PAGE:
Strange, strange are the ways of folklorists. Consider how I decided to print this song. I was thinking, "I need an Irish song for Saint Patrick's Day. But I also want something about flowers" (to follow up on last month's A Rose in Grandma's Garden).
The obvious solution? The Irish murder ballad The Banks of Red Roses."
Only one problem. Red Roses never made it big in America. But it reminded me of The Banks of Claudy," which is well-known on this side of the water.
Now if you want further proof of the oddities of folklorists, consider that we might describe this as a "Riley/no token." Sounds like some strange sort of mixed drink, right? Well, not exactly....
A "Riley Ballad" is a song in which a man leaves his girlfriend behind, then returns years later. To test her faithfulness, he disguises himself and tries to get her to marry him. She refuses, he reveals himself, and they live happily ever after. (Apart from the brief moment when she conks him in the head for tricking her; apparently that part is forgotten in the folk songs.) These messes are called "Riley Ballads" because in about half the cases the hero (if you can call him that) is named Riley.
Many Riley songs are also "broken token" ballads - songs in which the two lovers break some token (a ring, a coin, a kerchief; in Art Thieme's parody "That's the Ticket" it's a shoe repair contract!) in two. This allows them to identify each other when they are reunited.
So last month's song, if you notice, was a "broken-token/no Riley" ballad; this time it's "Riley/no token."
The Banks of Claudy is one of the best-known Riley ballads -- and, yes, there are a lot of them; Malcolm Laws lists fully sixteen of them. This piece, Laws's N40, is one of the best known; originally Irish, it has been printed frequently in Britain, and in this country has been collected in West Virginia, Ohio, Indiana, Virginia, North Carolina, Mississippi, and Missouri (as well as in Canada and Australia). It's one of only about four Riley ballads to be firmly fixed in the old-time tradition.
Several tunes are known for this piece; this one, also known as The Handsome Cabin Boy, is one of the most fun. It's in the Mixolydian of D (that is, it's in D, but uses C naturals rather than C sharps). The text is rather similar to the "A" text printed in Randolph's Ozark Folksongs.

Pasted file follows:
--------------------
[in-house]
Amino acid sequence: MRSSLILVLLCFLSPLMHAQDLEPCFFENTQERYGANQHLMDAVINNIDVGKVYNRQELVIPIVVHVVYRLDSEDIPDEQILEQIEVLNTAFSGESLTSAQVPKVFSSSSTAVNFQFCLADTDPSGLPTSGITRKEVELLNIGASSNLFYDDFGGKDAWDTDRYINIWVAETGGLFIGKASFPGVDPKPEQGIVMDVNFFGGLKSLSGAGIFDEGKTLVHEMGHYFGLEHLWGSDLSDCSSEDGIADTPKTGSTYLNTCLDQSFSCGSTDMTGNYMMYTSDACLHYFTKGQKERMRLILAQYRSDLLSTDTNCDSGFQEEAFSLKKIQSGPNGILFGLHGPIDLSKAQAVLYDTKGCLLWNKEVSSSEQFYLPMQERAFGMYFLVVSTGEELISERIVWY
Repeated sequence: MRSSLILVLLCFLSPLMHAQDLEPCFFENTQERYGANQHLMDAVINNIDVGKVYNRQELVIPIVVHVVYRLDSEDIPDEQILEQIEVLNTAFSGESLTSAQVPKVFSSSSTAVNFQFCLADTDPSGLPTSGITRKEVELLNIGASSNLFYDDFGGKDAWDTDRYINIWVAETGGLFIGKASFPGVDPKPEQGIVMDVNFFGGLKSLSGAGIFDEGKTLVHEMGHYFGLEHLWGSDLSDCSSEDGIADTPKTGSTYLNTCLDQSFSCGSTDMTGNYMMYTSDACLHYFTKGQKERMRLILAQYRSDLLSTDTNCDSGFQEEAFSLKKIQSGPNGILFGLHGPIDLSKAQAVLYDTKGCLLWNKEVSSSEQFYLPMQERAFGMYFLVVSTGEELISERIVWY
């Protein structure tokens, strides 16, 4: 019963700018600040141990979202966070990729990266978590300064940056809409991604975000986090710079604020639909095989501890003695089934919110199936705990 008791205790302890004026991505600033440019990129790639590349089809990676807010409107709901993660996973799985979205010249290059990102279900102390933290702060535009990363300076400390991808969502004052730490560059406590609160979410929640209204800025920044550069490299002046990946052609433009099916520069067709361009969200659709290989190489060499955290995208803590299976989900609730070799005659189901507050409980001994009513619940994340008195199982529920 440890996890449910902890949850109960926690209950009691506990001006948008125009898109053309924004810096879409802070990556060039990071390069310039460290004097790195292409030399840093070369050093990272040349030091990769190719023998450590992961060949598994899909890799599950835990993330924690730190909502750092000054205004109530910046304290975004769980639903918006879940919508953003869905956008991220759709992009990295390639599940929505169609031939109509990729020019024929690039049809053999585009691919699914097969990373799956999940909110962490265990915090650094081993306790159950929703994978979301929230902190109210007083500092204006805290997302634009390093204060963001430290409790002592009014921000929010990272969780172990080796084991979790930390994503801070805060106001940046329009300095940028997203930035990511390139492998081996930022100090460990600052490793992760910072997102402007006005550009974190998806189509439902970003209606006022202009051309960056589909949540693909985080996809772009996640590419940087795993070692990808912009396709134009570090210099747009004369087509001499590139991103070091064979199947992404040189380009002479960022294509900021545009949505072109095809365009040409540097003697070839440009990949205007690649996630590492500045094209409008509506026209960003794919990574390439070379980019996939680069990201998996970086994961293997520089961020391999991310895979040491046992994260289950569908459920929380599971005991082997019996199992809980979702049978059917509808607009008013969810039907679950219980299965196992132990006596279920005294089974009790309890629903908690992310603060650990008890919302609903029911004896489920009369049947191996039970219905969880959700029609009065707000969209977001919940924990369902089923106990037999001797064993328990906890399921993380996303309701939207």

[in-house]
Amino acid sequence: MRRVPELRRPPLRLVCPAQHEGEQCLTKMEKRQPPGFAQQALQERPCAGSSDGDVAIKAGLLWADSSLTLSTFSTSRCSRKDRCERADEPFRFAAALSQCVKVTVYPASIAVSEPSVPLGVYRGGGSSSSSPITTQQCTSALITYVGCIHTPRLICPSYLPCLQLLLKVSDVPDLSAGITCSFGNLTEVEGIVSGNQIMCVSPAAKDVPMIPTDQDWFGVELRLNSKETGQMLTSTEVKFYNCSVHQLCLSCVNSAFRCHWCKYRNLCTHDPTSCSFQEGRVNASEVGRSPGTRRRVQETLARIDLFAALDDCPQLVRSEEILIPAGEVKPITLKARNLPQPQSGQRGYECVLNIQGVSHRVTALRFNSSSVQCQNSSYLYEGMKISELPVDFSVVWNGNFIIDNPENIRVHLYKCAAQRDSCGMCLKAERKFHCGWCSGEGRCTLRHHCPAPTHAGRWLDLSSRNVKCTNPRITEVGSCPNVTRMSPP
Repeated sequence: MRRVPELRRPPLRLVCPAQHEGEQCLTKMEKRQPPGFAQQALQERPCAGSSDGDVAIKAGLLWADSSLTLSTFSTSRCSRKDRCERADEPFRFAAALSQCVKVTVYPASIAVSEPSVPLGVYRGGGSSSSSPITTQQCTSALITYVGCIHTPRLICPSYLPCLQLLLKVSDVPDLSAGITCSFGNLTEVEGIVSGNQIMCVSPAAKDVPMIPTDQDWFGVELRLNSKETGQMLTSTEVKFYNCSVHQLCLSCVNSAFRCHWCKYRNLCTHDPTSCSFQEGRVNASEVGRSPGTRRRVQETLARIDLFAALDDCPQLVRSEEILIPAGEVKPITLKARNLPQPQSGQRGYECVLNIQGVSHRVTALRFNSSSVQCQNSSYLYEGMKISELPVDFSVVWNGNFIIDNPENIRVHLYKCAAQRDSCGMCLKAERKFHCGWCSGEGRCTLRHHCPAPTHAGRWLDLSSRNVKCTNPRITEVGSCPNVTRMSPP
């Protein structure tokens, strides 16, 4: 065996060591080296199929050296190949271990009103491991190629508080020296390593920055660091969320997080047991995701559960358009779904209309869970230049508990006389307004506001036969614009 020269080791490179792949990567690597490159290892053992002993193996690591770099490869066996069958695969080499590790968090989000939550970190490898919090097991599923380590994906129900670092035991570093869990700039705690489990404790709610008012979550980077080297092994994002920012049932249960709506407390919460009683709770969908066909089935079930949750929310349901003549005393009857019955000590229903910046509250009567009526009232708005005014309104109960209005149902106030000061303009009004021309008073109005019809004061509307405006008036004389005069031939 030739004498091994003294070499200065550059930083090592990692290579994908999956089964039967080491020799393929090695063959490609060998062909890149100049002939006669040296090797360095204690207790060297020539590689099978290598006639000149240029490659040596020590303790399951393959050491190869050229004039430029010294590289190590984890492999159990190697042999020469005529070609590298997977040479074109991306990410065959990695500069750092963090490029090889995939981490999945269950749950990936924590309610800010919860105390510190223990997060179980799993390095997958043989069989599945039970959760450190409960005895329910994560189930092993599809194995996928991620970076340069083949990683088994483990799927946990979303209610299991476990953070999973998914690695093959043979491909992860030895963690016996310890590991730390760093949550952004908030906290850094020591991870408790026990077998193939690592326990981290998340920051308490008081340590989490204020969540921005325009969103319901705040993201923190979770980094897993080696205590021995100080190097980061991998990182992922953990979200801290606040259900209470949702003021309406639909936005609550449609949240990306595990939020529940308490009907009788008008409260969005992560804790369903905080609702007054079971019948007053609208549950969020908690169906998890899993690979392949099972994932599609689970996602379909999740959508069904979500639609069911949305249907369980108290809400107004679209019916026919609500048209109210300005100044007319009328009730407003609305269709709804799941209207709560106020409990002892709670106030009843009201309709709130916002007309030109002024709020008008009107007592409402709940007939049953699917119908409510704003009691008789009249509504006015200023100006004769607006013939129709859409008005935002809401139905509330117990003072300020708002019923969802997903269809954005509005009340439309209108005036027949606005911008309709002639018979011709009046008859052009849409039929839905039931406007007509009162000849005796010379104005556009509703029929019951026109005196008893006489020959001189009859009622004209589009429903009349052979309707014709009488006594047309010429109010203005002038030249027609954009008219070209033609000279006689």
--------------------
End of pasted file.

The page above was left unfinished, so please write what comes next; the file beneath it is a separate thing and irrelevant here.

As I stepped out one evening all in the month of May,
Down by a flower garden I happened for to stray.
Twas there I heard a female in sorrow to complain
About an absent lover who plowed the raging main.
I stepped up to her, I took her by surprise.
I own she did not know me, I being in disguise.
Oh where are you going, my own heart's delight?
Oh where are you going, this dark and dreary night?
I'm hunting for a young man, young Johnny is his name,
It's on the banks of Claudy I'm told he doth remain,
It's on the banks of Claudy, if you would please to show
And pity a poor female, for there I'm bound to go.
These are the banks of Claudy, dear girl, on which you stand,
But never mind young Johnny, for he's a false young man.
No, never mind young Johnny, for he'll not meet you here;
Just stay with me in the greenwood; no danger need you fear.
It's three long years and better, now, since Johnny left the
He's sailing on the ocean where the foaming billows roar.
He's on the field of battle for honor and for gain;
The ship's been wrecked, so I've been told, all on her way from Spain.
When she heard this dreadful news she fell into despair,
With wringing of her lily-white hands and tearing of her hair,
Saying, If my Johnny's drowned, no other will I take,
But to the hills and mountains I'll wander for his sake.
When I heard this joyful news I could no longer stand;
I took her in my arms, saying, Molly, I'm the man;
Molly, I am the young man that caused you all this pain,
And since we've met on Claudy banks we'll never part again.
As noted, this item is number N40 in Malcolm Laws's American Ballads from British Broadsides. Laws lists a total of thirteen American printings (Belden/MO; Chappell/NC; Cox/WV; Eddy/OH; Gardner/MI; Hudson/MS; Owens/TX; Pound/IN; Randolph/MO; Scarborough/VA; also Mackenzie/NovaS and two articles in JAF). The traditional versions seem to be mostly Scottish (Christie, Ford, Grieg, Kidson, Ord), but there are several British broadsides.
A good Irish version appears on page 313 of Sam Henry's Songs of the People, which lists several Irish collections and a number of recordings (it omits, however, the recording by Minnesota-based Irishman Dáithí Sproule, who recorded a version similar to this, with this tune, on A Heart Made of Glass
An Australian version is found in Meredith and Anderson's Folk Songs of Australia.
Those who wish to look up Riley ballads are directed to Laws' bibliographies of the following songs (among others): "Willie and Mary (Mary and Willie; Little Mary; The Sailor's Bride)" [Laws N28]; "A Seaman and His Love (The Welcome Sailor)" [Laws N29]; "William Hall (The Brisk Young Farmer)" [Laws N30]; "Lovely Nancy (I)" [Laws N33]; "The Dark-Eyed Sailor (Fair Phoebe and her Dark-Eyed Sailor)" [Laws N35];"John (George) Riley (I)" [Laws N36]; "John (George) Riley (II)" [Laws N37]; "The Mantle So Green" [Laws N38]; and the best-known of all, "Pretty Fair Maid (The Maiden in the Garden; The Broken Token)" [Laws N42] (often known as "John Riley").
Return to the Remembering the Old Songs page.